Jaguar’s chief engineer William Heynes said that until he went to the 1950 Le Mans race, he had “never seriously contemplated designing a car for racing.” Then he watched Leslie Johnson push his more or less standard XK 120 as high as 3rd until the clutch failed.
William Lyons watched the race with Heynes, and Johnson’s performance was enough to convince Lyons of the car’s potential: Jaguar was going racing, with the aim to win Le Mans in 1951.
Work began on the prototypes in autumn 1950, and the XK 120C-the C stood for “competition”-became known as the C-type Jaguar. Three C-types lined up for Le Mans in 1951. An oil pipe flange failure eliminated two cars, while Peter Whitehead and Peter Walker took the victory a staggering 77 miles ahead of the second place finisher. Jaguar would win Le Mans five times in the 1950s.
Three months later, in the Tourist Trophy, C-types came 1st, 2nd, and 4th. Stirling Moss rounded off the C-type’s debut season by winning at Goodwood in September. Works cars and privately owned C-types had won numerous races in Britain by the end of 1952.
Delivery of production C-types to the United States began in August 1952, and the cars made their mark in the hands of Sherwood Johnson, John Fitch, and-most notably-Phil Hill.
Chassis number XKC007 was delivered to New York on August 1, 1952, to its first owner, Charles Hornburg, Jaguar’s West Coast dealer, based in Beverly Hills. Hornburg had convinced William Lyons that competing in America would increase sales, and XKC007 was the very first C-type to arrive in the U.S.
The Jaguar C-type Roadster was driven straight to Elkhart Lake for the last-ever street race on the 6.5-mile Wisconsin circuit, held September 6-7. Hornburg hired Phil Hill to race XKC007, with George Weaver driving a second C-type Roadster, XKC009. Hill took the victory, Phil Walters’s Ferrari was 2nd, and George Weaver 3rd.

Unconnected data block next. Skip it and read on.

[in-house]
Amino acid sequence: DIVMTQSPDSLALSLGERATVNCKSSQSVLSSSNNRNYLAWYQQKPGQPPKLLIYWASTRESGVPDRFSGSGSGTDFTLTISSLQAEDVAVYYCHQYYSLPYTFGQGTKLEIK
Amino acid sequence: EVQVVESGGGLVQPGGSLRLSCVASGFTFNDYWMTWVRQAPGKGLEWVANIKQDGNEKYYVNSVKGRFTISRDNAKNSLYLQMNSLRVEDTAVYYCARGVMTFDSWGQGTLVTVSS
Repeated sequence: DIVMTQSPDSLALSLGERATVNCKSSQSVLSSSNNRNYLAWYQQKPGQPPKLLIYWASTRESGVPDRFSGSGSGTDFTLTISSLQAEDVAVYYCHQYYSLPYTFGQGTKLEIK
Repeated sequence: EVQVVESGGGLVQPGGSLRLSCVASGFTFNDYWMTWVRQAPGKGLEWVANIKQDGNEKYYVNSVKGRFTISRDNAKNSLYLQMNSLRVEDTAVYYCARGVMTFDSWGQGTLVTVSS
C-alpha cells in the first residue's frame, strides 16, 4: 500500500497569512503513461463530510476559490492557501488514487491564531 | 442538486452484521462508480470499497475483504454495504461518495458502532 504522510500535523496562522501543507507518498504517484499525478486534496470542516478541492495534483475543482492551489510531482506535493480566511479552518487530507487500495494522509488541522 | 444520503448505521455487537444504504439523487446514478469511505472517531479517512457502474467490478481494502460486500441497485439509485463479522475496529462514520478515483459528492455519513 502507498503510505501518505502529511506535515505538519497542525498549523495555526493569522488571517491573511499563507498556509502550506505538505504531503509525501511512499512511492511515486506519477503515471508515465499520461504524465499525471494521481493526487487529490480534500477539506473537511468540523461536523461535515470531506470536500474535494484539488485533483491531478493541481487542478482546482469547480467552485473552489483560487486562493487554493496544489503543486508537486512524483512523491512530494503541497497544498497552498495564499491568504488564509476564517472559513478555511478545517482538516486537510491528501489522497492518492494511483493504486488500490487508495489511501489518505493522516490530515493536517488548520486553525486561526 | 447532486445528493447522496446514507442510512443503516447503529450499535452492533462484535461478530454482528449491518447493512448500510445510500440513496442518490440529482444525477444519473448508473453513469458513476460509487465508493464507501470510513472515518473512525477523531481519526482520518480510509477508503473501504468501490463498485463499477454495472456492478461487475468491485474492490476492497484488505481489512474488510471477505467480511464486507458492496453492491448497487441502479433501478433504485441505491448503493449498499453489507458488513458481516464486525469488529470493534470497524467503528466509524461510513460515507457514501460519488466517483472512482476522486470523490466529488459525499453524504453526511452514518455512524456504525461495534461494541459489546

Phil Hill recalled the arrival of XKC007 in America. “It was a big moment. These cars were not just a replacement for the XK 120. People expected these cars to be a darn sight better. The 120 was ‘gee whiz’ in ’49 and still ‘gee whiz’ in ’50 but by ’51 they were passé. I was just in awe of the C-type when I first stepped into it. The steering was light-almost scary light. It was the first car I ever drove that had a really precise feel about it-it really felt like a racing car.”
XKC007 was purchased by noted C- and D-type expert Terry Larson in 1986 and completely restored. At the time, the original head was not installed, but it has since been reunited with the car and is included in the sale. The current owner has shown the car at concours events since 1993 and achieved many 100-point scores and first places in the Jaguar Club of North America competitions. This 1952 C-type Roadster was awarded the Best Sports Car Award at Meadow Brook in 1996 and was Second in Class at Pebble Beach in 1997.
The glorious C-type Jaguar presented here would grace all the great historic events of the world and could surely be a race winner once again. Phil Hill described this car as “the most tractable go-to-the-store-type sports racing car I have ever driven.”